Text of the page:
The Denver Post quoted me last week about Colorado SB 13-048, which Governor Hickenlooper recently signed:
The law, signed by Gov. John Hickenlooper on April 26, also bypasses constitutional restrictions on how the 22-cents-per- gallon fuel tax and vehicle-registration fees are supposed to be spent, said Brian T. Schwartz, a senior fellow at the Independence Institute, a free-market think tank that has criticized many mass transit projects for being wasteful.
“The constitution says … any fuel tax that is levied must be used for highway purposes, and it makes pretty clear what a highway is,” Schwartz said.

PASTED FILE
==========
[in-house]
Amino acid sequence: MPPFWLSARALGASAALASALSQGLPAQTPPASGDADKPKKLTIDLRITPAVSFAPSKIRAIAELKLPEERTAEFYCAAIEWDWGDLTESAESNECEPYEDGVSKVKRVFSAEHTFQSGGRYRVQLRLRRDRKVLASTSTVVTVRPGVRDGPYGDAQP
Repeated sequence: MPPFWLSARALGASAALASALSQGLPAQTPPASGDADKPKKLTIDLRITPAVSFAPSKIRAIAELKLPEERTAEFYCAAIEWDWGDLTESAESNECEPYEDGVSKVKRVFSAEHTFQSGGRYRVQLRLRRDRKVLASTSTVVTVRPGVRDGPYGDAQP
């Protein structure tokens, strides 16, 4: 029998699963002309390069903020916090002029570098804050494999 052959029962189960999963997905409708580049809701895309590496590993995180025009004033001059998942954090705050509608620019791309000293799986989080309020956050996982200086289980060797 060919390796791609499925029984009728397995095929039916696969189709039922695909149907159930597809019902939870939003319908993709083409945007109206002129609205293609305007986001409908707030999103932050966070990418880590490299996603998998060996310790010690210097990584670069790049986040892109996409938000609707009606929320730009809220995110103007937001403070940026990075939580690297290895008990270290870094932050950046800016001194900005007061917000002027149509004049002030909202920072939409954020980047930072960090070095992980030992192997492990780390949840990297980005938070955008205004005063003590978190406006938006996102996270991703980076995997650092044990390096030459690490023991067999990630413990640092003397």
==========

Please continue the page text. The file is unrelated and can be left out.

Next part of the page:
The law’s proponents say the spending qualifies as a road maintenance measure because it pays for ways to reduce traffic and thus the wear and tear on local highways.
Schwartz said by that logic, the fuel tax could then be used to subsidize people buying new computers and faster Internet connections.
“After all, it might result in more people working from home instead of using the highways,” Schwartz said.
See also: SB 48: Colorado road taxes for local transit unjust and unconstitutional, Complete Colorado, March 27.